Farm to school bills are under consideration, a new bill attempts to end “lunch shaming,” and 2020 presidential candidates address the importance of national service. Here are your July policy updates:
Child Nutrition Reauthorization Update
Lawmakers on Capitol Hill have introduced a number of bills as Congress continues to look at reauthorizing child nutrition programs. The goal for many of these bills is not that they pass individually, but that their specific provisions be incorporated into a much larger, comprehensive child nutrition bill that would be passed by the House and Senate later this session.
Here are a few school-meals-related bills we’re tracking:
Farm to School
Farm to school programs are proven successful in helping students eat more healthy food, expanding market opportunities for family farmers, and developing stronger local and regional food economies. Two recently introduced bills would support and strengthen farm to school efforts:
- Farm to School Act of 2019: This bill would increase the funding for USDA’s popular and highly competitive Farm to School Grant Program. Currently funded at $5 million annually, this bill expands funding to $15 million and includes provisions to:
- Increase the maximum grant award to $250,000;
- Prioritize grant proposals that engage beginning, veteran, and socially disadvantaged farmers and serve high-need schools;
- Fully include early care and education sites, summer food service sites, and after school programs; and
- Increase access among Native and tribal schools to traditional foods, especially from tribal producers.
- Kids Eat Local Act: Mentioned in our last update, this bill would make local sourcing easier for schools by enabling them to specifically prioritize “local” in their procurement.
Modernizing School Kitchens
FoodCorps also supports the School Food Modernization Act, legislation that would help schools update their kitchens with new infrastructure and equipment needed to prepare delicious and healthy meals.
No More Lunch Shaming
Lastly, the issue of school “lunch shaming” has unfortunately been in the news too frequently in recent months. FoodCorps supports the No Shame at School Act, a bill that would ban identification of students who cannot pay for lunch at school through means such as stamps, wristbands, or being served different food. The bill would also ensure more eligible children are certified for free or reduced-price school meals and provide schools retroactive meal reimbursement for certified students. These provisions help students by ending the stigmatizing practice of singling out kids who can’t afford school lunch, and they help schools facing lunch debt with some financial support.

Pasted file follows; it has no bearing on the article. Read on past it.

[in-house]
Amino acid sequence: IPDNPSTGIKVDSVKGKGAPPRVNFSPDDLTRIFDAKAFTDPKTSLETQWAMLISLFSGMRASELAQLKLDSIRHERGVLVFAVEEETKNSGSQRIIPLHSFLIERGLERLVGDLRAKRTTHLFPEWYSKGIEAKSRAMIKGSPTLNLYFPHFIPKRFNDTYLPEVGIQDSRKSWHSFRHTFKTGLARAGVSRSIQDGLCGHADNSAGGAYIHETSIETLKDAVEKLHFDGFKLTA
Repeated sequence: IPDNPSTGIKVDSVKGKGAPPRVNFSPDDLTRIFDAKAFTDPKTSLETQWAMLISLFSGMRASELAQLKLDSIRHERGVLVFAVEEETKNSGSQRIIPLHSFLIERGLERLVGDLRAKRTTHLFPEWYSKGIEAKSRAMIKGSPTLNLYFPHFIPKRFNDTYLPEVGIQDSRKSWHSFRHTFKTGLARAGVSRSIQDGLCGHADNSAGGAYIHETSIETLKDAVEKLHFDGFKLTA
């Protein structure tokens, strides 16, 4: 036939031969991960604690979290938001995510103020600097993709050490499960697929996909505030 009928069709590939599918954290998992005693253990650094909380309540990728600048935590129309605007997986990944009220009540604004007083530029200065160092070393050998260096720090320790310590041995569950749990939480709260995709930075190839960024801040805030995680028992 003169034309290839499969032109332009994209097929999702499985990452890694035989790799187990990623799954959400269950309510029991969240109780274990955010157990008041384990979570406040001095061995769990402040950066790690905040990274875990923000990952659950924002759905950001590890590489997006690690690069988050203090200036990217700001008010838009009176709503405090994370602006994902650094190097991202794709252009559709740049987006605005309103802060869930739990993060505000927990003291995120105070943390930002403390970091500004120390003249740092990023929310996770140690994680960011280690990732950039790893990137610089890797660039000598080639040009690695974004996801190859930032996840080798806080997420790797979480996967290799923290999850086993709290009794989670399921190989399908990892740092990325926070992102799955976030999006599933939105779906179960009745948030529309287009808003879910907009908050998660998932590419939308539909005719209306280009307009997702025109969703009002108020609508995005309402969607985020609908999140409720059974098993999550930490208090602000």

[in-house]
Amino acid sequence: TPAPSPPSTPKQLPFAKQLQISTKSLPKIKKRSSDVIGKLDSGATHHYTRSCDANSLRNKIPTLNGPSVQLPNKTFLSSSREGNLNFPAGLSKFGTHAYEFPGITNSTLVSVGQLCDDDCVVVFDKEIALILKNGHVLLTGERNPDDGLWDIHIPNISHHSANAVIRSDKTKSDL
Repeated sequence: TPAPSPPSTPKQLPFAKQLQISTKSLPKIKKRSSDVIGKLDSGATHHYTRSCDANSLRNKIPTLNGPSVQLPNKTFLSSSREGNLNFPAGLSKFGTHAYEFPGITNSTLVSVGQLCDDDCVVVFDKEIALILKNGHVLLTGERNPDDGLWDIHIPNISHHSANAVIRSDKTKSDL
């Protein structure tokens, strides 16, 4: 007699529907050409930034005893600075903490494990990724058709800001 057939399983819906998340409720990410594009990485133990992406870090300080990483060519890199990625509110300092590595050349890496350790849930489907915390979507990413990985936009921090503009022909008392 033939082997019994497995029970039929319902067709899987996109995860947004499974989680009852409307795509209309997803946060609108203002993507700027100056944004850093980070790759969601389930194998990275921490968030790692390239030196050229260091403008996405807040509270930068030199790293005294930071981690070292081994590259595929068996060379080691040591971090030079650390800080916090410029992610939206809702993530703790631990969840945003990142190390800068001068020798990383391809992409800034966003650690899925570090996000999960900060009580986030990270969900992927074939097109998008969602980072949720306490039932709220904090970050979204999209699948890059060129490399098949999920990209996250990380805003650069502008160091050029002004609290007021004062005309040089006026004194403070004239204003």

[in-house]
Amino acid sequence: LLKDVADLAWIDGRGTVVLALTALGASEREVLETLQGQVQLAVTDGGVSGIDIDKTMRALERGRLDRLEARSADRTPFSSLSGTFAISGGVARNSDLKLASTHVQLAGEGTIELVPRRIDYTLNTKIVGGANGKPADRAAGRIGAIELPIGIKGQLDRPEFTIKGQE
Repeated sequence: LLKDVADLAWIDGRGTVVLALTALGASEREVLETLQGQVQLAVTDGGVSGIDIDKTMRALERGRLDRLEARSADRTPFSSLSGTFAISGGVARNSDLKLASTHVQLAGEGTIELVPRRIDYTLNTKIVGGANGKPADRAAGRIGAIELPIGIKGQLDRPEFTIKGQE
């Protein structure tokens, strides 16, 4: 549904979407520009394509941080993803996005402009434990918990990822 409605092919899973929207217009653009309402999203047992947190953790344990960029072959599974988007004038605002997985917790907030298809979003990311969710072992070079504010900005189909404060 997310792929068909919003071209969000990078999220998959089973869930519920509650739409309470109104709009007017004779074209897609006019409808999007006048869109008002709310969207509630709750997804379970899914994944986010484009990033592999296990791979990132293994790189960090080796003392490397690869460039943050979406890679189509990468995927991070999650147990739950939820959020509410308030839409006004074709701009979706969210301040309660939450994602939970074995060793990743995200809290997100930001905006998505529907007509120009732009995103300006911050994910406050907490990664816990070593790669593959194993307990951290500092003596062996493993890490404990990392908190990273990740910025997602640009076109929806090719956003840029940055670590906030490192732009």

National Service in Congress and on the Presidential Trail
- Set a goal of one million annual national service positions, to be achieved ten years after the bill is signed into law;
- Give individuals who complete one year of national service an educational award equivalent to two years of in-state public college tuition, and to those who complete two years of service, an award equivalent to four years of tuition;
- Elevate the Corporation for National and Community Service to a cabinet-level, independent agency;
- Make national service education benefits and living stipends free from federal taxation;
- Increase access to national service opportunities by raising living stipend amounts; and
- Create a 21st Century American Service Outreach Program that will notify eligible individuals starting at age 17 about opportunities to serve in national service programs and how to register.
Meanwhile, several presidential candidates on the campaign trail have discussed expanding national service as one of their priorities. In recent months, South Bend Mayor Pete Buttigieg, Sen. Elizabeth Warren, former Rep. John Delaney, and Rep. Seth Moulton have discussed different proposals that would expand national service.
One organization, Serve America Together, is pushing to elevate national service as a top issue in the 2020 presidential campaign. In this clip, two co-chairs of the initiative — former Massachusetts Governor Deval Patrick and retired General Stan McChrystal — discuss the importance of national service for its ability to not only provide meaningful personal and professional development, but also bring people together.